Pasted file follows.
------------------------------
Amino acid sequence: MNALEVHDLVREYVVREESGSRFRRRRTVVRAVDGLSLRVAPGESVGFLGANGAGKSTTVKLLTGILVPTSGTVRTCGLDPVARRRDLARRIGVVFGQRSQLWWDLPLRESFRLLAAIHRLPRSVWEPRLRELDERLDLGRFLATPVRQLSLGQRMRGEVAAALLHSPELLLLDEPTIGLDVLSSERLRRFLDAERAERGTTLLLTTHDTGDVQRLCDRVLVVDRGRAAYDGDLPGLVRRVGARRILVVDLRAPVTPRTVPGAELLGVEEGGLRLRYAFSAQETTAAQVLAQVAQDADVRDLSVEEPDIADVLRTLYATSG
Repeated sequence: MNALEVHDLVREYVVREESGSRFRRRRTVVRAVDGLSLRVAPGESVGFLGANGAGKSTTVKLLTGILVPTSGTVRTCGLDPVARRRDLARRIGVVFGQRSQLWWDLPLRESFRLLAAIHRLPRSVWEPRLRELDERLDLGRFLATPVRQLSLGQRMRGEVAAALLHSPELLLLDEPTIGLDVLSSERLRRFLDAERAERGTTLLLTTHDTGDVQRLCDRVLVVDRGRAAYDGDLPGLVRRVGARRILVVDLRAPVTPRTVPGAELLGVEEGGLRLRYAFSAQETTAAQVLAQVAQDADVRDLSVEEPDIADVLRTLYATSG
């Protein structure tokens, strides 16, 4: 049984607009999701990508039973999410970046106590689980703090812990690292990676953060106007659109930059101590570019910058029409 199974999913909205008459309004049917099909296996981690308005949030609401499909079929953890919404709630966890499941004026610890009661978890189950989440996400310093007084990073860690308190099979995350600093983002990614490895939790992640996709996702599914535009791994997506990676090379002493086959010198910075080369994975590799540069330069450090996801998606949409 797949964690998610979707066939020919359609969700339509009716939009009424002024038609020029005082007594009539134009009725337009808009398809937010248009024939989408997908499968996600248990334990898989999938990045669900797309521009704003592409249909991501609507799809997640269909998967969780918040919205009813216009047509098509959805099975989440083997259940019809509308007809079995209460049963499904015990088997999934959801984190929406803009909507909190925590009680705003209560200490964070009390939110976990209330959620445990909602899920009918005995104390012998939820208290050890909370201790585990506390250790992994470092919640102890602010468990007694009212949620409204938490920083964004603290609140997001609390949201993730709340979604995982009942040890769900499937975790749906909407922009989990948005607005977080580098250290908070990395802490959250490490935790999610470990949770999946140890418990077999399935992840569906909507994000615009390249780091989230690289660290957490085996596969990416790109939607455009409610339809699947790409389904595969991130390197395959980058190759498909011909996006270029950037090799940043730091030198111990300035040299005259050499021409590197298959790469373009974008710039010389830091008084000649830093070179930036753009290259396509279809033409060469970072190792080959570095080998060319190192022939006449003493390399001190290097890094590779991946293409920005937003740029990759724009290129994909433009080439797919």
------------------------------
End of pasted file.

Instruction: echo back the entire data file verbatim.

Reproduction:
Amino acid sequence: MNALEVHDLVREYVVREESGSRFRRRRTVVRAVDGLSLRVAPGESVGFLGANGAGKSTTVKLLTGILVPTSGTVRTCGLDPVARRRDLARRIGVVFGQRSQLWWDLPLRESFRLLAAIHRLPRSVWEPRLRELDERLDLGRFLATPVRQLSLGQRMRGEVAAALLHSPELLLLDEPTIGLDVLSSERLRRFLDAERAERGTTLLLTTHDTGDVQRLCDRVLVVDRGRAAYDGDLPGLVRRVGARRILVVDLRAPVTPRTVPGAELLGVEEGGLRLRYAFSAQETTAAQVLAQVAQDADVRDLSVEEPDIADVLRTLYATSG
Repeated sequence: MNALEVHDLVREYVVREESGSRFRRRRTVVRAVDGLSLRVAPGESVGFLGANGAGKSTTVKLLTGILVPTSGTVRTCGLDPVARRRDLARRIGVVFGQRSQLWWDLPLRESFRLLAAIHRLPRSVWEPRLRELDERLDLGRFLATPVRQLSLGQRMRGEVAAALLHSPELLLLDEPTIGLDVLSSERLRRFLDAERAERGTTLLLTTHDTGDVQRLCDRVLVVDRGRAAYDGDLPGLVRRVGARRILVVDLRAPVTPRTVPGAELLGVEEGGLRLRYAFSAQETTAAQVLAQVAQDADVRDLSVEEPDIADVLRTLYATSG
């Protein structure tokens, strides 16, 4: 049984607009999701990508039973999410970046106590689980703090812990690292990676953060106007659109930059101590570019910058029409 199974999913909205008459309004049917099909296996981690308005949030609401499909079929953890919404709630966890499941004026610890009661978890189950989440996400310093007084990073860690308190099979995350600093983002990614490895939790992640996709996702599914535009791994997506990676090379002493086959010198910075080369994975590799540069330069450090996801998606949409 797949964690998610979707066939020919359609969700339509009716939009009424002024038609020029005082007594009539134009009725337009808009398809937010248009024939989408997908499968996600248990334990898989999938990045669900797309521009704003592409249909991501609507799809997640269909998967969780918040919205009813216009047509098509959805099975989440083997259940019809509308007809079995209460049963499904015990088997999934959801984190929406803009909507909190925590009680705003209560200490964070009390939110976990209330959620445990909602899920009918005995104390012998939820208290050890909370201790585990506390250790992994470092919640102890602010468990007694009212949620409204938490920083964004603290609140997001609390949201993730709340979604995982009942040890769900499937975790749906909407922009989990948005607005977080580098250290908070990395802490959250490490935790999610470990949770999946140890418990077999399935992840569906909507994000615009390249780091989230690289660290957490085996596969990416790109939607455009409610339809699947790409389904595969991130390197395959980058190759498909011909996006270029950037090799940043730091030198111990300035040299005259050499021409590197298959790469373009974008710039010389830091008084000649830093070179930036753009290259396509279809033409060469970072190792080959570095080998060319190192022939006449003493390399001190290097890094590779991946293409920005937003740029990759724009290129994909433009080439797919």